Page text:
— Evie Shockley, author of The Gorgon Goddess and The New Black

 

“[H]ow do you save yourself when silent / mouth clamped shut” asks one speaker. “[H]e needs me to explore the words / with my tongue, repeat them with the muscles / of my face” feels like a reply – one of many.  There doesn’t seem to be a device or register that León will not explore in this fearless poemario whose ethos, on the hand, is giving witness: the abused child at school; the prisoner pursuing a GED; the massacre of six Amish children. But also giving surprising voice to, literally, the voiceless: “I just wanted to be held” (‘The pistol’s confession’); “They forget the days when they floated / makeshift prayer boats along my face” (‘Monologue of a shallow river’), all the while deploying “the guts of growl and play” – her plural flexing of language.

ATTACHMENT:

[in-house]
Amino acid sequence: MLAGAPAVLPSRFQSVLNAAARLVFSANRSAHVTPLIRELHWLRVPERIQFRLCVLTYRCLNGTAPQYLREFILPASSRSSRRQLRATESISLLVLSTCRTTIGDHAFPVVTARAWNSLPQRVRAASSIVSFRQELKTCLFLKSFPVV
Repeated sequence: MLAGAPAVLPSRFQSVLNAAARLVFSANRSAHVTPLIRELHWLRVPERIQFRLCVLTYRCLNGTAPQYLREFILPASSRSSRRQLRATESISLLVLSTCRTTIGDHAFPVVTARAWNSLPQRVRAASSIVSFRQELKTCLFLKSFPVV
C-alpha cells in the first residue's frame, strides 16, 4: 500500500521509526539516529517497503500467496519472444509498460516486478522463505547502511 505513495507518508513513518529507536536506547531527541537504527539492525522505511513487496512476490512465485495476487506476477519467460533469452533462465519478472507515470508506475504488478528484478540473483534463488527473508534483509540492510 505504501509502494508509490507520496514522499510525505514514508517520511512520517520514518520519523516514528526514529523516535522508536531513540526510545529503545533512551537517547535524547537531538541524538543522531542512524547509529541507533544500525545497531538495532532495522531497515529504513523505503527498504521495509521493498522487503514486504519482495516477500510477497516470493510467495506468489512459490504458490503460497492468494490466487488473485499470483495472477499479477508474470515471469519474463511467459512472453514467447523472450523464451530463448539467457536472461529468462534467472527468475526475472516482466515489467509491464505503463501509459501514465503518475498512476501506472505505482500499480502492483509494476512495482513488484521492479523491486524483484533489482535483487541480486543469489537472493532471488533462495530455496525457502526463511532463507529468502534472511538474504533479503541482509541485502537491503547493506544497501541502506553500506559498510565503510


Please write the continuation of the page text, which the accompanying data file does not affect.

— Francisco Aragón, Institute for Latino Studies, University of Notre Dame, author of Glow of Our Sweat

 

Raina León has crafted an elegant, brooding, and playful peek-around-the-corner view of this often difficult existence through the eyes and thoughts of children, and those whose lives are affected by them--which is all of us. From the haunting dark of premature death to the transformative, ambivalent force of testosterone, León hears the proud, colloquial, melanin-informed line that distinguishes familiar and familial, that border that suggests we are all connected, and we are not. A narrative woven in the intimacy of despair as well as the proximity of hope, this is a stunning, imaginative collection.                  

— Quraysh Ali Lansana, author of Our Difficult Sunlight: A Guide to Poetry, Literacy & Social Justice in Classroom & Community

 

 


© Raina J. León 2017